The nonprofit media advocacy organization Define American, in collaboration with the Norman Lear Center Media Impact Project at USC Annenberg, has released its second-annual report Change the Narrative, Change the World: How Immigrant Representation on Television Moves Audiences to Action, examining the portrayal of immigrant characters and storylines across scripted television, and how they can inspire people to real-life action. This new study explores how these depictions can foster more inclusive attitudes and beliefs and drive viewers to create and inspire change.
The new research analyzed 129 immigrant characters across 97 episodes of 59 scripted, narrative TV shows on broadcast, cable, and streaming platforms, airing between August 2018 and July 2019. It also surveyed viewers of three TV shows that featured prominent immigration storylines in their 2018-2019 seasons — Madam Secretary (CBS), Orange Is the New Black (Netflix), and Superstore (NBC) — to measure their impact.
For each of the three shows, viewers who saw the immigration storyline had more inclusive attitudes toward immigrants than those who did not, including greater comfort meeting undocumented people and opposition to criminalizing undocumented immigrants. Those who saw the immigration storylines were also more likely to take certain related actions, such as speaking to a friend about immigration issues or attending an immigration-related community event.
“This new data shows how the power of storytelling can engage audiences, shift mindsets, and move people into action,” said Pulitzer Prize-winning journalist and Emmy-nominated filmmaker Jose Antonio Vargas, who founded Define American in 2011 to fight injustice and anti-immigrant hate through the power of storytelling. “We’re calling on creators in the entertainment industry to continue to better develop authentic immigrant characters and storylines, which not only broaden representation, but empower viewers to take action on immigration-related issues.”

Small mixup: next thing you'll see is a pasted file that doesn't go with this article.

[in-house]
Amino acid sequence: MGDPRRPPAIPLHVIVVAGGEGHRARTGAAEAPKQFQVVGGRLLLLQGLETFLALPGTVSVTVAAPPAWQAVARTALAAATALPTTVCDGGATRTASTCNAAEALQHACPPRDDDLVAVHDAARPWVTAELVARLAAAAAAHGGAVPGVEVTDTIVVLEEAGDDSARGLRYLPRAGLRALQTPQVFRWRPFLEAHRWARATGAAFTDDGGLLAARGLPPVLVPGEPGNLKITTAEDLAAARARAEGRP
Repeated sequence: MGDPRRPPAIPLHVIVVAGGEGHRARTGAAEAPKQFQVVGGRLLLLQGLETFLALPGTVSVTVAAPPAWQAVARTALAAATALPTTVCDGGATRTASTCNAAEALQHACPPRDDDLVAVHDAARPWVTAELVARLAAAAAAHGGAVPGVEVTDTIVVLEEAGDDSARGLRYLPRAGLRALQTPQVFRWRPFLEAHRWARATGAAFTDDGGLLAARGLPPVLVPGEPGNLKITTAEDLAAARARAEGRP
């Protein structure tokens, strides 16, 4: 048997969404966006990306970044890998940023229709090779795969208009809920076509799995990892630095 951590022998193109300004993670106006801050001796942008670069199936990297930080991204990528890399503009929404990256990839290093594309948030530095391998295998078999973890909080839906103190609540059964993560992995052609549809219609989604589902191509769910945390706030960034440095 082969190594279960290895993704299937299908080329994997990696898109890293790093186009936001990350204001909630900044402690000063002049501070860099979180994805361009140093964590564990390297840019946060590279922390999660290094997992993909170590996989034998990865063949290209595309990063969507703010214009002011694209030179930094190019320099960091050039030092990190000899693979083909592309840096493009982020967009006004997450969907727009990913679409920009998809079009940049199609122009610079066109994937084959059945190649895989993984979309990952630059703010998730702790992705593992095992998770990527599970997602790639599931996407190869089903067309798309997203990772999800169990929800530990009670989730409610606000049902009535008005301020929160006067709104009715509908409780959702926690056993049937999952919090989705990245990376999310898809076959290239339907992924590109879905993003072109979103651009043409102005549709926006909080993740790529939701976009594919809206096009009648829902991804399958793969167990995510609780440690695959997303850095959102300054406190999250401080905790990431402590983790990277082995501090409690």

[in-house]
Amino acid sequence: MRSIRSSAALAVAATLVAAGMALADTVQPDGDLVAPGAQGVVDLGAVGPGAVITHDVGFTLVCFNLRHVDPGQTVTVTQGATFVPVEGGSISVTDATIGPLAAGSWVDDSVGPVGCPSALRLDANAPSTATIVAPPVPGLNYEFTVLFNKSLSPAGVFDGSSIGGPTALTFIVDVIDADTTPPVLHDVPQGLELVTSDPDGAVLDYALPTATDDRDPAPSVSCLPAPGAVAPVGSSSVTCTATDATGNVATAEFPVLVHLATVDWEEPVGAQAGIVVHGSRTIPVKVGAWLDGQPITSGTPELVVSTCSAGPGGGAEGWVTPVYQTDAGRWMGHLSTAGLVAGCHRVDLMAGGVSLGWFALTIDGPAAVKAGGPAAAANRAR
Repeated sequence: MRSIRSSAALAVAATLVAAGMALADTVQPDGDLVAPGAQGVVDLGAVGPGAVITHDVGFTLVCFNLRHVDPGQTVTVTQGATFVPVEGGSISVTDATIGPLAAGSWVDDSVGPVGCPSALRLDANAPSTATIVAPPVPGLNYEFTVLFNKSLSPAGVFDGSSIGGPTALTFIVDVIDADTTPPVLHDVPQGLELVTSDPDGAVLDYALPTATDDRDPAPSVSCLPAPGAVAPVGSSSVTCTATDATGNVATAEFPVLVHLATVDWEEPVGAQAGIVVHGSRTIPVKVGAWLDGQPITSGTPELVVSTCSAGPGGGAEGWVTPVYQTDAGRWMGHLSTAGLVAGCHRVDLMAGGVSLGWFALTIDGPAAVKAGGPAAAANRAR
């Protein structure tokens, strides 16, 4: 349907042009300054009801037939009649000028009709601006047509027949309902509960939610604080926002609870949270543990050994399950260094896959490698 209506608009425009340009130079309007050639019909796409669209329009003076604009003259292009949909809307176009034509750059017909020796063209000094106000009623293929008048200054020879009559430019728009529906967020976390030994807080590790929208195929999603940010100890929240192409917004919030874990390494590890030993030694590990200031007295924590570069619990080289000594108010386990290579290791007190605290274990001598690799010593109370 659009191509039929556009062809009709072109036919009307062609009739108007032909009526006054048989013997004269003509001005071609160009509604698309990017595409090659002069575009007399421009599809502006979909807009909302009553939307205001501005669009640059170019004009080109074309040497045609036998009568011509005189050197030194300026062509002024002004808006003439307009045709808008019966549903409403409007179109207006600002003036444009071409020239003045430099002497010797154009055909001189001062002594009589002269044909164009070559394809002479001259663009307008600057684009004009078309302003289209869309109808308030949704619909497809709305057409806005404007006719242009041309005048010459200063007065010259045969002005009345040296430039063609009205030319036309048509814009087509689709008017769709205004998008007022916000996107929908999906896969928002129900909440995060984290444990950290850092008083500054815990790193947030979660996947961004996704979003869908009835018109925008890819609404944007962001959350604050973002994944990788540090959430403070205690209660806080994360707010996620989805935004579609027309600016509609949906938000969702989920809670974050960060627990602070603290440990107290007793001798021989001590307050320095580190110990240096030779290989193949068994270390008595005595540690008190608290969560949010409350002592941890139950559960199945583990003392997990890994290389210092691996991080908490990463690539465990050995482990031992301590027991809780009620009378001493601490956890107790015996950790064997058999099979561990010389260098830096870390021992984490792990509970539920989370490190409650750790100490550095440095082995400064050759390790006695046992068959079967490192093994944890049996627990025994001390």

The Change the Narrative, Change the World research — an expansion of earlier research described in Define American’s 2018 report, Immigration Nation: Exploring Immigrant Portrayals on Television — suggests there's still significant work needed to achieve more accurate representation across the entertainment industry:
- Immigrants continue to be criminalized, with 22% of all immigrant characters associated with some sort of crime and 10% incarcerated. While this represents a drop from 2018, (in which 34% of immigrant characters were associated with crime), it still reinforces negative stereotypes. In reality, immigrants commit less crime and are less likely to be incarcerated than native-born Americans, according to studies from the CATO Institute and The Marshall Project.
- Undocumented immigrants are heavily overrepresented on TV. Of the characters with an identified immigration status, 63% were undocumented immigrants or asylum seekers. In reality, only 24% of immigrants in the U.S. are unauthorized.
- For the second straight year, specific at-risk immigrant communities were largely invisible, including those with disabilities, transgender immigrants, and undocumented Black immigrants.
- Asian/Pacific Islander (API) representation on TV declined from 2018, from 16% to 12%, when in reality they make up more than a quarter of immigrants in the U.S.
- The most commonly represented immigration issues included deportation (29% of episodes), ICE (25%), and mentions of the terms “illegal” (22%) and “undocumented” (17%).
“Television and movies can expand our minds and expose us to people and experiences we may not have access to in real life,” said Erica Rosenthal, Norman Lear Center Director of Research. “This is why it is so important that content creators include diverse and nuanced representations of immigrants, even in content that doesn't directly address immigration. The attachments that audiences form with series regular immigrant characters on TV, like Superstore's Mateo, can actually compensate for the absence of real-life contact with immigrants.”
The report also includes specific recommendations for show creators on how to better represent immigrants and integrate immigration-related storylines into their content, including hiring more immigrant show writers, consulting with immigrant communities, and seeking out compelling stories about underrepresented communities such as LGBTQ+ immigrants, older immigrants, immigrants with disabilities, and undocumented Black immigrants.